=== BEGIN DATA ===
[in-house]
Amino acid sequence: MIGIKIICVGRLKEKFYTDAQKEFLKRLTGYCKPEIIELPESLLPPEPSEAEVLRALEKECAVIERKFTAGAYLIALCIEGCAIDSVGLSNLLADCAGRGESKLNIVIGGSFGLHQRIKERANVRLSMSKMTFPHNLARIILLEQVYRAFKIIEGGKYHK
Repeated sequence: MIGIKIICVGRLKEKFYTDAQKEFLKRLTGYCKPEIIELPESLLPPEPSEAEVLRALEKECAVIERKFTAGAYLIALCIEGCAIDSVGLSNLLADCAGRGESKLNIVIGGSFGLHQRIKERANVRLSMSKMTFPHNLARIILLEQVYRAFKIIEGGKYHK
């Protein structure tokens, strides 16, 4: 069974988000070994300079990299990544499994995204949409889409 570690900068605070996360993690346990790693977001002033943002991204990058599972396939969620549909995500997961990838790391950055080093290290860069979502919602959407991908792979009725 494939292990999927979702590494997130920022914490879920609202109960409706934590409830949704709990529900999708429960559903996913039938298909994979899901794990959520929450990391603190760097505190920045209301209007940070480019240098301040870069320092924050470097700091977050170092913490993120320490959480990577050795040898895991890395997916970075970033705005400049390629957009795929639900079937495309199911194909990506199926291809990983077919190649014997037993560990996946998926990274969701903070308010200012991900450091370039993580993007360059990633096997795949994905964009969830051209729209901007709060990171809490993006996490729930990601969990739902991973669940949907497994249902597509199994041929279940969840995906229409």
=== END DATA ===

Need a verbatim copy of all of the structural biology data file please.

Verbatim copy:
[in-house]
Amino acid sequence: MIGIKIICVGRLKEKFYTDAQKEFLKRLTGYCKPEIIELPESLLPPEPSEAEVLRALEKECAVIERKFTAGAYLIALCIEGCAIDSVGLSNLLADCAGRGESKLNIVIGGSFGLHQRIKERANVRLSMSKMTFPHNLARIILLEQVYRAFKIIEGGKYHK
Repeated sequence: MIGIKIICVGRLKEKFYTDAQKEFLKRLTGYCKPEIIELPESLLPPEPSEAEVLRALEKECAVIERKFTAGAYLIALCIEGCAIDSVGLSNLLADCAGRGESKLNIVIGGSFGLHQRIKERANVRLSMSKMTFPHNLARIILLEQVYRAFKIIEGGKYHK
């Protein structure tokens, strides 16, 4: 069974988000070994300079990299990544499994995204949409889409 570690900068605070996360993690346990790693977001002033943002991204990058599972396939969620549909995500997961990838790391950055080093290290860069979502919602959407991908792979009725 494939292990999927979702590494997130920022914490879920609202109960409706934590409830949704709990529900999708429960559903996913039938298909994979899901794990959520929450990391603190760097505190920045209301209007940070480019240098301040870069320092924050470097700091977050170092913490993120320490959480990577050795040898895991890395997916970075970033705005400049390629957009795929639900079937495309199911194909990506199926291809990983077919190649014997037993560990996946998926990274969701903070308010200012991900450091370039993580993007360059990633096997795949994905964009969830051209729209901007709060990171809490993006996490729930990601969990739902991973669940949907497994249902597509199994041929279940969840995906229409």